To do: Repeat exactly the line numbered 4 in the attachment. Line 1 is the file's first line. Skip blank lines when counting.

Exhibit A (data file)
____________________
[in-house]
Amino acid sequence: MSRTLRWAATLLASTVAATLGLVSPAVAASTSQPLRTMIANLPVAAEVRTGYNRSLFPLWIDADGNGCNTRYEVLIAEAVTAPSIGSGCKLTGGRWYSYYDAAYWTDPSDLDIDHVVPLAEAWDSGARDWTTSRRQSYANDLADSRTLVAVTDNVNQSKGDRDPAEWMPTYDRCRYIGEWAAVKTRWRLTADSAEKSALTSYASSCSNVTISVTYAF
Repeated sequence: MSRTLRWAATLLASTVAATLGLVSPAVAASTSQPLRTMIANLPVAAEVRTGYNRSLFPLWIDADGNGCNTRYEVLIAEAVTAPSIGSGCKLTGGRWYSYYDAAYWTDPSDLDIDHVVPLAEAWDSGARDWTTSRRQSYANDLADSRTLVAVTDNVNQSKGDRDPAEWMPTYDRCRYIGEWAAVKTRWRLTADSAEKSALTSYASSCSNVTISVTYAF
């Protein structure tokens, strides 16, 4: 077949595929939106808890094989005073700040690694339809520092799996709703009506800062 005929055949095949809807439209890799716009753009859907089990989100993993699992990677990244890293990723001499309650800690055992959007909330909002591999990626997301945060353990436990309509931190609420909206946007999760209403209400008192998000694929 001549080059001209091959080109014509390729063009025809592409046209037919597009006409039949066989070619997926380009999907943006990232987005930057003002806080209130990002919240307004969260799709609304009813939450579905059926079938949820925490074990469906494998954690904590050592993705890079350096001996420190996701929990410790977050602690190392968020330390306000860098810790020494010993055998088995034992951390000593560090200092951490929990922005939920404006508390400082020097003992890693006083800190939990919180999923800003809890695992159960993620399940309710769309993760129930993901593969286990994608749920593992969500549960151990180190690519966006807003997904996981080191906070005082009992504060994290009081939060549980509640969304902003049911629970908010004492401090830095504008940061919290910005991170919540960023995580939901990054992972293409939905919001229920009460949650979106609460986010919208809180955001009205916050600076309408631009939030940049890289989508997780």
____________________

């Protein structure tokens, strides 16, 4: 077949595929939106808890094989005073700040690694339809520092799996709703009506800062 005929055949095949809807439209890799716009753009859907089990989100993993699992990677990244890293990723001499309650800690055992959007909330909002591999990626997301945060353990436990309509931190609420909206946007999760209403209400008192998000694929 001549080059001209091959080109014509390729063009025809592409046209037919597009006409039949066989070619997926380009999907943006990232987005930057003002806080209130990002919240307004969260799709609304009813939450579905059926079938949820925490074990469906494998954690904590050592993705890079350096001996420190996701929990410790977050602690190392968020330390306000860098810790020494010993055998088995034992951390000593560090200092951490929990922005939920404006508390400082020097003992890693006083800190939990919180999923800003809890695992159960993620399940309710769309993760129930993901593969286990994608749920593992969500549960151990180190690519966006807003997904996981080191906070005082009992504060994290009081939060549980509640969304902003049911629970908010004492401090830095504008940061919290910005991170919540960023995580939901990054992972293409939905919001229920009460949650979106609460986010919208809180955001009205916050600076309408631009939030940049890289989508997780």